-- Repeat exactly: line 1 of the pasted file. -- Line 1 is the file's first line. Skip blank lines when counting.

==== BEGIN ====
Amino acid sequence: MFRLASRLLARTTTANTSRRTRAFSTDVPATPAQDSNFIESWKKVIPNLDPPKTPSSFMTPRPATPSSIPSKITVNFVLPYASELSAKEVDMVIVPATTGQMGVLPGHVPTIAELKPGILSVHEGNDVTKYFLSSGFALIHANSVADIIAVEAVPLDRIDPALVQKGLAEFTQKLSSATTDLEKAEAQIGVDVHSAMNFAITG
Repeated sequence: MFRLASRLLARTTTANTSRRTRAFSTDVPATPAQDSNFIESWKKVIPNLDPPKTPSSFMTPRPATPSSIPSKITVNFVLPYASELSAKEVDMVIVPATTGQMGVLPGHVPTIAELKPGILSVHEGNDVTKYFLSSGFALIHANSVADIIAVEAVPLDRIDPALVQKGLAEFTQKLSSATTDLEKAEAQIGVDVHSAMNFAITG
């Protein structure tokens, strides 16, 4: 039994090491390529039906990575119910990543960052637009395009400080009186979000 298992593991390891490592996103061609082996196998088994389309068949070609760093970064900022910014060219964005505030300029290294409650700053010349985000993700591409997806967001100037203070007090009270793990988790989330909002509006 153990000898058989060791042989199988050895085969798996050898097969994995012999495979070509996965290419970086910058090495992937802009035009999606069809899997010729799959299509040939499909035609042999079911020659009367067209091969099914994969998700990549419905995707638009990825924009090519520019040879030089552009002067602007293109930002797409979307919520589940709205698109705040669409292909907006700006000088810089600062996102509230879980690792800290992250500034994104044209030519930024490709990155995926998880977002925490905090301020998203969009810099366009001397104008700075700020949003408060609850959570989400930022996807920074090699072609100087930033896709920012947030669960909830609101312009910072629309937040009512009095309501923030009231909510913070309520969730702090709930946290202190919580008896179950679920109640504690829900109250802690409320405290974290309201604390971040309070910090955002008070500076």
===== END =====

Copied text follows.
Amino acid sequence: MFRLASRLLARTTTANTSRRTRAFSTDVPATPAQDSNFIESWKKVIPNLDPPKTPSSFMTPRPATPSSIPSKITVNFVLPYASELSAKEVDMVIVPATTGQMGVLPGHVPTIAELKPGILSVHEGNDVTKYFLSSGFALIHANSVADIIAVEAVPLDRIDPALVQKGLAEFTQKLSSATTDLEKAEAQIGVDVHSAMNFAITG